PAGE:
The demolition by the Zhejiang government of more than 400 Christian churches and crosses in the city of Wenzhou is turning into a national campaign, with believers from other cities going there to form mobile protection brigades and lawyers offering to defend arrested people.
The demolition program was launched in January by Xia Baolong, the province’s hardline party secretary, who declared during a visit to Zhoushan that the church in Baiquan county was too prominent and extravagant and should be demolished.
Since then, the demolitions have been carried out in a highly organised way, usually in the middle of the night, with dozens of police, armed police and construction gangs with heavy equipment.
In response, the faithful have attempted to block them by surrounding the churches. They, too, are highly organised, with messages sent by mobile phones and the internet to assemble a large number of people in a short time.
On April 28, the towering Sanjiang church which occupied an area of one hectare in Yongjia county was demolished while believers surrounded it weeping and protesting. This church belonged to the official Three-Self movement that is the official Protestant church in China.
Wenzhou is known as the “Jerusalem of China”, with 1.2 million Protestants, about 20 per cent of the city’s population, the largest proportion in the country.
Since then, the demolitions have accelerated, mainly of crosses that are visible to car drivers on highways. They have attracted attention nationwide, through social media, as well as in Hong Kong and overseas.
Distressed by the destruction of the symbol of their faith, believers from other provinces have gone to Wenzhou to form mobile protection brigades on duty day and night in front of churches believed to be at risk. Dozens of people have been injured in clashes between them and the police.
In addition, a team of human rights lawyers have filed a lawsuit against the Wenzhou government for arresting people who have committed no crime.
For its part, the Zhejiang government says that the demolitions are a small part of the removal of illegal structures of many kinds needed to create more land in an overcrowded province. It says that demolition of religious buildings accounts for less than one per cent of total removals.
Behind the campaign is rising alarm within the government at the rapid growth of the Christian church, especially Protestantism.
According to official figures, there are 40 million Protestants in China, accounting for 2.9 per cent of the population and 56,000 Protestant churches and meeting places. Each year 500,000 are baptized.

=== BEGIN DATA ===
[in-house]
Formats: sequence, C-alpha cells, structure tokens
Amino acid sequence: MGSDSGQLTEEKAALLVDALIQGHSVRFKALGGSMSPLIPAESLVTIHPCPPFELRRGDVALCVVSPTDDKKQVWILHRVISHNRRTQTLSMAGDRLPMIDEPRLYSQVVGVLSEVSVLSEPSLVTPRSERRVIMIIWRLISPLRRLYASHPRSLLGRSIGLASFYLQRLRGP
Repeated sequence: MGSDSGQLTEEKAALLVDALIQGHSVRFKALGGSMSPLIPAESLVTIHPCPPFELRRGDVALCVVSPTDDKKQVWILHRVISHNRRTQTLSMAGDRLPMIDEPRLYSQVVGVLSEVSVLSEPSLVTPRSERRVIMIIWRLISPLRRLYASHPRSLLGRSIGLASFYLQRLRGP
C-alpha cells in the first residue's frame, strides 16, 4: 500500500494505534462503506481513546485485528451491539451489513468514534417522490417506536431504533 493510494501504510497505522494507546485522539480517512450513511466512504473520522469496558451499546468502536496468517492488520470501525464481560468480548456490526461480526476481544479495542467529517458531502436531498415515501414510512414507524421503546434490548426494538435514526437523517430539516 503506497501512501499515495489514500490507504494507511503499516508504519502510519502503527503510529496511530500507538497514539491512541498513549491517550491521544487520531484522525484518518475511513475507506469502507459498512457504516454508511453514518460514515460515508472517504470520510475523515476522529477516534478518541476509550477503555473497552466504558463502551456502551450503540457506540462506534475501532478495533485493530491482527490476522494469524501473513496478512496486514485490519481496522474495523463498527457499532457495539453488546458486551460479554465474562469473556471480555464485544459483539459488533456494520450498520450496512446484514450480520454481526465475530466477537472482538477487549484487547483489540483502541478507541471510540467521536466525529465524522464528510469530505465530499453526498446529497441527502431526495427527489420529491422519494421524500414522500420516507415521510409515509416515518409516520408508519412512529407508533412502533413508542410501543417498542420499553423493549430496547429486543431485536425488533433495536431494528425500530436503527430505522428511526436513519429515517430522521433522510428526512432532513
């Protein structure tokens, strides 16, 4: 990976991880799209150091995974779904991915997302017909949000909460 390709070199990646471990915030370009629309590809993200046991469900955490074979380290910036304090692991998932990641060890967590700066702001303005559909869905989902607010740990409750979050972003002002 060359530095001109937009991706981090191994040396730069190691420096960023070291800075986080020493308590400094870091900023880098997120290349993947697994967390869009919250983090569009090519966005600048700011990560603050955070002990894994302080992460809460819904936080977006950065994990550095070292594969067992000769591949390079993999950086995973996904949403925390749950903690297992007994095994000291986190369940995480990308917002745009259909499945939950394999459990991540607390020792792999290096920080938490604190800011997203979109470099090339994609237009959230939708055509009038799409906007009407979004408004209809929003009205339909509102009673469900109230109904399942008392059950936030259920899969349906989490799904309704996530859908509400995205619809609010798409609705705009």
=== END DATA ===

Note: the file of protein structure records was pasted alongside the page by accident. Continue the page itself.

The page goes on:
There are in addition “family churches” that refuse to register with what they consider an illegitimate authority. No one knows the number of their members. Estimates range from 30 million to 60 million.
The government in May this year issued a Blue Paper on National Security which said that, on the ideological front, China faced “serious threats” in many sectors, including “religious infiltration”.
“The hostile western forces are using many forms of religious infiltration,” it said. “Their scope is growing wider and their methods more hidden, including public and secret forms. They include strong elements of provocation and deception. This religious infiltration poses an extremely serious threat to the ideological security of modern China and is very dangerous for our national security. We must raise our vigilance.”
In line with this policy, the United Front Department ordered all the Protestant seminaries in China to end their contacts with religious seminaries and ministers in the west.
On August 6, Wang Zuoan, director of the State Administration for Religious Affairs, said that Chinese Christian theology should be compatible with the country’s path of socialism. “The construction of Chinese Christian theology should adapt to China’s national condition and integrate with Chinese culture.”
This is the first time the term “Chinese Christian theology” was used in public by a senior religious official.
Ministers from Hong Kong churches, even though they are Chinese, are suspect. When they go to the mainland, they are often followed and interviewed by police.
Wu Xiao-he, a Hong Kong pastor, said that when they went to the mainland to assist those hit by natural disasters, they were told not to pray for the victims nor provide Bibles. “After I arrive, police will come to the hotel and ask all kinds of questions, usually exceeding one hour.
“The rapid growth of Protestants has aroused the attention of the government which believes they may influence its political power. The demolition of the crosses and churches is only the first step. In the future, there will be more severe measures against churches.”
The writer is a Hong Kong-based journalist and author.
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